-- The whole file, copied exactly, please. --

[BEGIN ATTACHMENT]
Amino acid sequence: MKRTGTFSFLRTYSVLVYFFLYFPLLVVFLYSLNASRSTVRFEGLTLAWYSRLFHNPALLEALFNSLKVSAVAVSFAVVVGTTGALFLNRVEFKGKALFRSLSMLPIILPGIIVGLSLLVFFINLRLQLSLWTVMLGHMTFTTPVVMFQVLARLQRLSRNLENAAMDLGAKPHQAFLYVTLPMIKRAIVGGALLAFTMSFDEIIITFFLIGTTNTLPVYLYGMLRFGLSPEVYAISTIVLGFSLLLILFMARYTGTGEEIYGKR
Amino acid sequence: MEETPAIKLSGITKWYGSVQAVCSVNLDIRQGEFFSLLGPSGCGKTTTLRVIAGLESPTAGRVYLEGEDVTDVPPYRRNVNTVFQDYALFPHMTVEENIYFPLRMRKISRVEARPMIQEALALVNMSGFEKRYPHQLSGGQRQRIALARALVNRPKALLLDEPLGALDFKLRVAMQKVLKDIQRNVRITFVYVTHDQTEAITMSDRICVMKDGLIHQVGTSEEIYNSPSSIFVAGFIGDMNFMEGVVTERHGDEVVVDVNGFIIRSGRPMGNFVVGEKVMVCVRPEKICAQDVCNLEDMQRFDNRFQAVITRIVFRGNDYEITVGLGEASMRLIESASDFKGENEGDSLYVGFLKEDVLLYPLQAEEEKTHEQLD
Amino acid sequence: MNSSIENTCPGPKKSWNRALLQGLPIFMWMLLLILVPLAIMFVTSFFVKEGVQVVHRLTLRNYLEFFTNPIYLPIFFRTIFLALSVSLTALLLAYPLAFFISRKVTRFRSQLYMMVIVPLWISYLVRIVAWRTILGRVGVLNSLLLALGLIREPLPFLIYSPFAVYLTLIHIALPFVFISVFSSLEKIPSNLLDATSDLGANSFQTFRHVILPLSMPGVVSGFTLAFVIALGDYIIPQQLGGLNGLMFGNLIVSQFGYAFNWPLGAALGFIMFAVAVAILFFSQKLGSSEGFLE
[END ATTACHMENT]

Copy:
Amino acid sequence: MKRTGTFSFLRTYSVLVYFFLYFPLLVVFLYSLNASRSTVRFEGLTLAWYSRLFHNPALLEALFNSLKVSAVAVSFAVVVGTTGALFLNRVEFKGKALFRSLSMLPIILPGIIVGLSLLVFFINLRLQLSLWTVMLGHMTFTTPVVMFQVLARLQRLSRNLENAAMDLGAKPHQAFLYVTLPMIKRAIVGGALLAFTMSFDEIIITFFLIGTTNTLPVYLYGMLRFGLSPEVYAISTIVLGFSLLLILFMARYTGTGEEIYGKR
Amino acid sequence: MEETPAIKLSGITKWYGSVQAVCSVNLDIRQGEFFSLLGPSGCGKTTTLRVIAGLESPTAGRVYLEGEDVTDVPPYRRNVNTVFQDYALFPHMTVEENIYFPLRMRKISRVEARPMIQEALALVNMSGFEKRYPHQLSGGQRQRIALARALVNRPKALLLDEPLGALDFKLRVAMQKVLKDIQRNVRITFVYVTHDQTEAITMSDRICVMKDGLIHQVGTSEEIYNSPSSIFVAGFIGDMNFMEGVVTERHGDEVVVDVNGFIIRSGRPMGNFVVGEKVMVCVRPEKICAQDVCNLEDMQRFDNRFQAVITRIVFRGNDYEITVGLGEASMRLIESASDFKGENEGDSLYVGFLKEDVLLYPLQAEEEKTHEQLD
Amino acid sequence: MNSSIENTCPGPKKSWNRALLQGLPIFMWMLLLILVPLAIMFVTSFFVKEGVQVVHRLTLRNYLEFFTNPIYLPIFFRTIFLALSVSLTALLLAYPLAFFISRKVTRFRSQLYMMVIVPLWISYLVRIVAWRTILGRVGVLNSLLLALGLIREPLPFLIYSPFAVYLTLIHIALPFVFISVFSSLEKIPSNLLDATSDLGANSFQTFRHVILPLSMPGVVSGFTLAFVIALGDYIIPQQLGGLNGLMFGNLIVSQFGYAFNWPLGAALGFIMFAVAVAILFFSQKLGSSEGFLE